Teaching & Research 

photo credit: Elizabeth Fleming 

photo credit: Elizabeth Fleming 

Elliott (1995) says that "Music teachers….are reflective practitioners who can think-in-action and know-in-action in relation to highly complex and fluid teaching-learning situations." (p. 252). Effective teaching requires extensive preparation combined with the ability and willingness to change direction in an instant—a balance I try to maintain. My personal approach to teaching places a premium on positive relationships, draws on a wide variety of methods and tools, and tries to balance students' needs for ownership, autonomy and choice with their needs for structure, guidance, and direction in the hope of creating independent adult musicians. My experience teaching K-12 for ten years shapes my work as a college professor and researcher.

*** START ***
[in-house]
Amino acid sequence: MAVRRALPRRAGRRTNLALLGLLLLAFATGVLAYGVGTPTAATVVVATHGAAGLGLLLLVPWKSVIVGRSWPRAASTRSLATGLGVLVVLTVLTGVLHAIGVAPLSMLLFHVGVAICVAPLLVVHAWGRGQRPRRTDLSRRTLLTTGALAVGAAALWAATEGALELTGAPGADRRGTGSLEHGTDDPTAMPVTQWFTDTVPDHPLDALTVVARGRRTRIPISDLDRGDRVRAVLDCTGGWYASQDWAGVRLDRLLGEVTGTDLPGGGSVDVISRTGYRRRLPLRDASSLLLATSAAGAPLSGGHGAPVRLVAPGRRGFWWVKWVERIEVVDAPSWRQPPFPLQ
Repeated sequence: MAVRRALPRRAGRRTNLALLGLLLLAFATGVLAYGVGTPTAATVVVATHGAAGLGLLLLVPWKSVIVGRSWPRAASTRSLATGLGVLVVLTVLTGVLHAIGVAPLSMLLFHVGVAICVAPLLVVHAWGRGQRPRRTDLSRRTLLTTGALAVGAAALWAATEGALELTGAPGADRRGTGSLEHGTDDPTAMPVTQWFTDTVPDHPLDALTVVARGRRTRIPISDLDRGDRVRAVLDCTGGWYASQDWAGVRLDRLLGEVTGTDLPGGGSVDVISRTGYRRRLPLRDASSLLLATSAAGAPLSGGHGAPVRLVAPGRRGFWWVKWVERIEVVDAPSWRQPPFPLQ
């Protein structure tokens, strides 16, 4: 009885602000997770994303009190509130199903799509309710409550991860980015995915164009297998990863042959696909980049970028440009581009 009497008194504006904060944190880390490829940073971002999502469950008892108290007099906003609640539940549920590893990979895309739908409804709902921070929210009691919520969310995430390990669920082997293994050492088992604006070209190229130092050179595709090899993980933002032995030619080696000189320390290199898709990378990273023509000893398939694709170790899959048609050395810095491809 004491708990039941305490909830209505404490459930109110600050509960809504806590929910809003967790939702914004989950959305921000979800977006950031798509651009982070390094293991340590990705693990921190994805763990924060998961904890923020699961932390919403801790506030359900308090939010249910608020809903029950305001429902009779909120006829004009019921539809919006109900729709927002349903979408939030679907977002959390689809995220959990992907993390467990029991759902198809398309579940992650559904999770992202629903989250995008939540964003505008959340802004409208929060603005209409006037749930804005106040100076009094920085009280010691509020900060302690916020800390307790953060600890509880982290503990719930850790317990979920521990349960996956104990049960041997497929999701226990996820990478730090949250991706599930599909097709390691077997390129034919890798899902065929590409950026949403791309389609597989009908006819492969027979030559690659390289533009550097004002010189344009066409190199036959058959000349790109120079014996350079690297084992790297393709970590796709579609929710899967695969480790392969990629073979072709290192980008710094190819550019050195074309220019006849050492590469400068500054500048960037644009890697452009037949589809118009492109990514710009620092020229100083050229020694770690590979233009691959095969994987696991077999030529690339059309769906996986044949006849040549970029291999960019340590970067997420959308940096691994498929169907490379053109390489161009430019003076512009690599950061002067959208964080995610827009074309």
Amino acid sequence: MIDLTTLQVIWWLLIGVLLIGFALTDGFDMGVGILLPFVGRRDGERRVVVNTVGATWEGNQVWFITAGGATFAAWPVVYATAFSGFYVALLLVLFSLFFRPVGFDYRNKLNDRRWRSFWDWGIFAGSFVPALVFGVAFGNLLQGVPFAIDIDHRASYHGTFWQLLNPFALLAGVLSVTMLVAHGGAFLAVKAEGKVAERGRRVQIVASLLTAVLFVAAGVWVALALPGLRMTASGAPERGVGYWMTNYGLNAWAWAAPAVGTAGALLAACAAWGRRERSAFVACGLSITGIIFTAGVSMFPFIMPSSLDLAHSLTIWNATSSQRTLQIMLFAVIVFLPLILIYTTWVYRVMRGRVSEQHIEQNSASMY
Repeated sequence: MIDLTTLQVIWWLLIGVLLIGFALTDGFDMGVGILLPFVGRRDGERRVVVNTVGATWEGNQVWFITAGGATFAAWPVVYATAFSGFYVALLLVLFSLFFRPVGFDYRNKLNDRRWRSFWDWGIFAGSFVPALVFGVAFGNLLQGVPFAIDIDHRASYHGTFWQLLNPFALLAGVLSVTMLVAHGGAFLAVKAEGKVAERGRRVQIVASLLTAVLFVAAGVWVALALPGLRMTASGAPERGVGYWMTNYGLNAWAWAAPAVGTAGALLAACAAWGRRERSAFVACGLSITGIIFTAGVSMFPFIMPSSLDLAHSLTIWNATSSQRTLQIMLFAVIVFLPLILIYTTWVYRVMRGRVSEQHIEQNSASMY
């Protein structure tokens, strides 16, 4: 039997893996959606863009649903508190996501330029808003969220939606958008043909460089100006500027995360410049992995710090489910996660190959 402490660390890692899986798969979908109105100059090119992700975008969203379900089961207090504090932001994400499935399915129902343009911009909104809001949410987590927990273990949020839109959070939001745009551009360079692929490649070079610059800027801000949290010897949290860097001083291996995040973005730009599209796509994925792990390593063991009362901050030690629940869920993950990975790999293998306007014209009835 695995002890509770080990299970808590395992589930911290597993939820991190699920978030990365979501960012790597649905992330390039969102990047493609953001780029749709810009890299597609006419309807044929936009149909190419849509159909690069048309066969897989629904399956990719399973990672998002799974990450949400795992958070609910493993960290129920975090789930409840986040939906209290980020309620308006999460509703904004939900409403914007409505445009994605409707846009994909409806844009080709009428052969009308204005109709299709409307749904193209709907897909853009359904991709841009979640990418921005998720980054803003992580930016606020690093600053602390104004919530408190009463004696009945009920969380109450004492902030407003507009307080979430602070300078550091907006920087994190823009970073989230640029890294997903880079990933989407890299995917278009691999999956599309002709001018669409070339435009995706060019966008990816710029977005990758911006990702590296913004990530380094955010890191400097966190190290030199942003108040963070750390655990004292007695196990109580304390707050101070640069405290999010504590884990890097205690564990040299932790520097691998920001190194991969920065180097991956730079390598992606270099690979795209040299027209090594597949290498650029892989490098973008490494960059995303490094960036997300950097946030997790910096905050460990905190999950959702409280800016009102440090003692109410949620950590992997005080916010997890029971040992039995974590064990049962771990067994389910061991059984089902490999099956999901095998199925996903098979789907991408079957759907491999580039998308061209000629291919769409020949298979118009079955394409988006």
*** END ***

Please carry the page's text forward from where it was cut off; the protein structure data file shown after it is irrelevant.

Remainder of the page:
For me, research in music education must be informed by, and inform, music teaching and learning in public schools. The voices of actual teachers and students are too rarely heard in the research literature, and many valuable insights in the scholarly literature never make their way to the classroom. As a longtime urban teacher, my research thus far has sought to bring the voices of urban students and teachers to bear on music education scholarship.